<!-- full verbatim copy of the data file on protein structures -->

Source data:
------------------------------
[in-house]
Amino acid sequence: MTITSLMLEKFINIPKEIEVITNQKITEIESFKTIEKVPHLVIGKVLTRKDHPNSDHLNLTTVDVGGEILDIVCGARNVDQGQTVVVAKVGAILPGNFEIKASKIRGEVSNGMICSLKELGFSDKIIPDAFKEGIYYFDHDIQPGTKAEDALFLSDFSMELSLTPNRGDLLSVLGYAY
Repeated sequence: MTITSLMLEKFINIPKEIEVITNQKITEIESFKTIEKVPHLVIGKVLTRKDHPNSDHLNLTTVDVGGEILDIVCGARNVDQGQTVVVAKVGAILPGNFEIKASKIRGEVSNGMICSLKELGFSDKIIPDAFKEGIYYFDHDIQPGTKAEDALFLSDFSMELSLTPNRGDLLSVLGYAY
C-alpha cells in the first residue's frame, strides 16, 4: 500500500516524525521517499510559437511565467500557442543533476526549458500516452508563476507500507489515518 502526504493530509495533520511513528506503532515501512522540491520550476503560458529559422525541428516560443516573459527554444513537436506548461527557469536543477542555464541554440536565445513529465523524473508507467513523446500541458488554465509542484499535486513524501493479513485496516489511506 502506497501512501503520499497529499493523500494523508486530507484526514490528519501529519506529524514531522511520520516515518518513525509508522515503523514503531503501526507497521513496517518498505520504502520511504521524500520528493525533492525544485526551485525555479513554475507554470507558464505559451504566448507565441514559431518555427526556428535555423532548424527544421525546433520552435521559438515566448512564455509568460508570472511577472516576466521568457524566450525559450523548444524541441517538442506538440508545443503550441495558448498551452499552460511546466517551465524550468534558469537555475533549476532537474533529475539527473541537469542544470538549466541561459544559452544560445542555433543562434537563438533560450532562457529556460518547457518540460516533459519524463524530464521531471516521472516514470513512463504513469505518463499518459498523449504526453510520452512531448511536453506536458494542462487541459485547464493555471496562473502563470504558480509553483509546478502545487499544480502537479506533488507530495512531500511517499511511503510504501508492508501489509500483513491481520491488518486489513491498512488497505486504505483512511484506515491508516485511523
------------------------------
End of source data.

[in-house]
Amino acid sequence: MTITSLMLEKFINIPKEIEVITNQKITEIESFKTIEKVPHLVIGKVLTRKDHPNSDHLNLTTVDVGGEILDIVCGARNVDQGQTVVVAKVGAILPGNFEIKASKIRGEVSNGMICSLKELGFSDKIIPDAFKEGIYYFDHDIQPGTKAEDALFLSDFSMELSLTPNRGDLLSVLGYAY
Repeated sequence: MTITSLMLEKFINIPKEIEVITNQKITEIESFKTIEKVPHLVIGKVLTRKDHPNSDHLNLTTVDVGGEILDIVCGARNVDQGQTVVVAKVGAILPGNFEIKASKIRGEVSNGMICSLKELGFSDKIIPDAFKEGIYYFDHDIQPGTKAEDALFLSDFSMELSLTPNRGDLLSVLGYAY
C-alpha cells in the first residue's frame, strides 16, 4: 500500500516524525521517499510559437511565467500557442543533476526549458500516452508563476507500507489515518 502526504493530509495533520511513528506503532515501512522540491520550476503560458529559422525541428516560443516573459527554444513537436506548461527557469536543477542555464541554440536565445513529465523524473508507467513523446500541458488554465509542484499535486513524501493479513485496516489511506 502506497501512501503520499497529499493523500494523508486530507484526514490528519501529519506529524514531522511520520516515518518513525509508522515503523514503531503501526507497521513496517518498505520504502520511504521524500520528493525533492525544485526551485525555479513554475507554470507558464505559451504566448507565441514559431518555427526556428535555423532548424527544421525546433520552435521559438515566448512564455509568460508570472511577472516576466521568457524566450525559450523548444524541441517538442506538440508545443503550441495558448498551452499552460511546466517551465524550468534558469537555475533549476532537474533529475539527473541537469542544470538549466541561459544559452544560445542555433543562434537563438533560450532562457529556460518547457518540460516533459519524463524530464521531471516521472516514470513512463504513469505518463499518459498523449504526453510520452512531448511536453506536458494542462487541459485547464493555471496562473502563470504558480509553483509546478502545487499544480502537479506533488507530495512531500511517499511511503510504501508492508501489509500483513491481520491488518486489513491498512488497505486504505483512511484506515491508516485511523